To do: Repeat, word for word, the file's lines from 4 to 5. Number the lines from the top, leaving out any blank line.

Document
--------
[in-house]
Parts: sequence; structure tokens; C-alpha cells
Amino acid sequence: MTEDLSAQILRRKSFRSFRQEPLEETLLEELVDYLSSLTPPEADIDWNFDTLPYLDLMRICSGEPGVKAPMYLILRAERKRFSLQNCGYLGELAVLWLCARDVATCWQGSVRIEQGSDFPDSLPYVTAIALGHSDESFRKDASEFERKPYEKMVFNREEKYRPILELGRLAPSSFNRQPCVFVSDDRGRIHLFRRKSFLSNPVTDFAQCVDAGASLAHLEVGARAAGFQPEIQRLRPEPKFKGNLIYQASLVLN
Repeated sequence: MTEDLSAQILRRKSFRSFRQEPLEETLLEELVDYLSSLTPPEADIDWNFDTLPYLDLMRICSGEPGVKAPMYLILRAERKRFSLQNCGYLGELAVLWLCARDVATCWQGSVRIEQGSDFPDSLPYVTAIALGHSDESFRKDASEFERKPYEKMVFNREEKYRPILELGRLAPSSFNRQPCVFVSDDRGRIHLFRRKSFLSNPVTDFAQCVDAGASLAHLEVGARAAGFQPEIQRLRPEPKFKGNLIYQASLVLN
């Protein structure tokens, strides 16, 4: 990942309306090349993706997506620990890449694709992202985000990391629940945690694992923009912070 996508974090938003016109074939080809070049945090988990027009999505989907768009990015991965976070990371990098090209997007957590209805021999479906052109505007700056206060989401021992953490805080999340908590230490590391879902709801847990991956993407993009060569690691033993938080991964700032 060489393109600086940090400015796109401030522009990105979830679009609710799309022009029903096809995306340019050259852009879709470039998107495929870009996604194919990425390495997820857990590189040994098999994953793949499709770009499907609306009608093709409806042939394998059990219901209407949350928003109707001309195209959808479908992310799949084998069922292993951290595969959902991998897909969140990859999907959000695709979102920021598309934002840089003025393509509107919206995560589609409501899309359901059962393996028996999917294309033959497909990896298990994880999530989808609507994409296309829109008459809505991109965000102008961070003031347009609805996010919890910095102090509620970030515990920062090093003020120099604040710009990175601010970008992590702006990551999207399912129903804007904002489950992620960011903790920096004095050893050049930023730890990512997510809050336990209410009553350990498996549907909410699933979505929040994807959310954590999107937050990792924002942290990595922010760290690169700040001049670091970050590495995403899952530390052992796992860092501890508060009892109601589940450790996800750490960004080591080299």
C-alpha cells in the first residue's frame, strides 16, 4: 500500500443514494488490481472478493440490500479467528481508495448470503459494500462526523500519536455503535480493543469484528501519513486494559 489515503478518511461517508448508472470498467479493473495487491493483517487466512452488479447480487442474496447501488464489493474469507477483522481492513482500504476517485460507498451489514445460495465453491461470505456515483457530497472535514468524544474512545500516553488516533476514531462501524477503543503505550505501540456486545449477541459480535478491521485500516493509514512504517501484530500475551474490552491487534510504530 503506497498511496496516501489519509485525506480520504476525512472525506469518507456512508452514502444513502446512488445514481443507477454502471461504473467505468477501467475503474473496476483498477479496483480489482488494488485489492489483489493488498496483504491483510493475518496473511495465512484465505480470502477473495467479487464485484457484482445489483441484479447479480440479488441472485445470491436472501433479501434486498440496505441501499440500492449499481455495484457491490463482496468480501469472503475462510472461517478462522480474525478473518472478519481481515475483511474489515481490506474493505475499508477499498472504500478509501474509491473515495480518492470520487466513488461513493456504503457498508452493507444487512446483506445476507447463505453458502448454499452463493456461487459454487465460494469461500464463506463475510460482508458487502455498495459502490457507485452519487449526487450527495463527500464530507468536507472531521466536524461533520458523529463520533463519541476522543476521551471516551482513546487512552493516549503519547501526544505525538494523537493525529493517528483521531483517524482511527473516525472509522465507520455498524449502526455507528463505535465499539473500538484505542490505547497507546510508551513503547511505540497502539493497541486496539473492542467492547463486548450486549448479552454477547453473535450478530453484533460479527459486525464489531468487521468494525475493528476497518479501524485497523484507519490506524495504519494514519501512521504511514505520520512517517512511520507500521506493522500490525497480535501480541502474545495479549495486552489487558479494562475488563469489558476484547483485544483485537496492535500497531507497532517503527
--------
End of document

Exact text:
Repeated sequence: MTEDLSAQILRRKSFRSFRQEPLEETLLEELVDYLSSLTPPEADIDWNFDTLPYLDLMRICSGEPGVKAPMYLILRAERKRFSLQNCGYLGELAVLWLCARDVATCWQGSVRIEQGSDFPDSLPYVTAIALGHSDESFRKDASEFERKPYEKMVFNREEKYRPILELGRLAPSSFNRQPCVFVSDDRGRIHLFRRKSFLSNPVTDFAQCVDAGASLAHLEVGARAAGFQPEIQRLRPEPKFKGNLIYQASLVLN
């Protein structure tokens, strides 16, 4: 990942309306090349993706997506620990890449694709992202985000990391629940945690694992923009912070 996508974090938003016109074939080809070049945090988990027009999505989907768009990015991965976070990371990098090209997007957590209805021999479906052109505007700056206060989401021992953490805080999340908590230490590391879902709801847990991956993407993009060569690691033993938080991964700032 060489393109600086940090400015796109401030522009990105979830679009609710799309022009029903096809995306340019050259852009879709470039998107495929870009996604194919990425390495997820857990590189040994098999994953793949499709770009499907609306009608093709409806042939394998059990219901209407949350928003109707001309195209959808479908992310799949084998069922292993951290595969959902991998897909969140990859999907959000695709979102920021598309934002840089003025393509509107919206995560589609409501899309359901059962393996028996999917294309033959497909990896298990994880999530989808609507994409296309829109008459809505991109965000102008961070003031347009609805996010919890910095102090509620970030515990920062090093003020120099604040710009990175601010970008992590702006990551999207399912129903804007904002489950992620960011903790920096004095050893050049930023730890990512997510809050336990209410009553350990498996549907909410699933979505929040994807959310954590999107937050990792924002942290990595922010760290690169700040001049670091970050590495995403899952530390052992796992860092501890508060009892109601589940450790996800750490960004080591080299």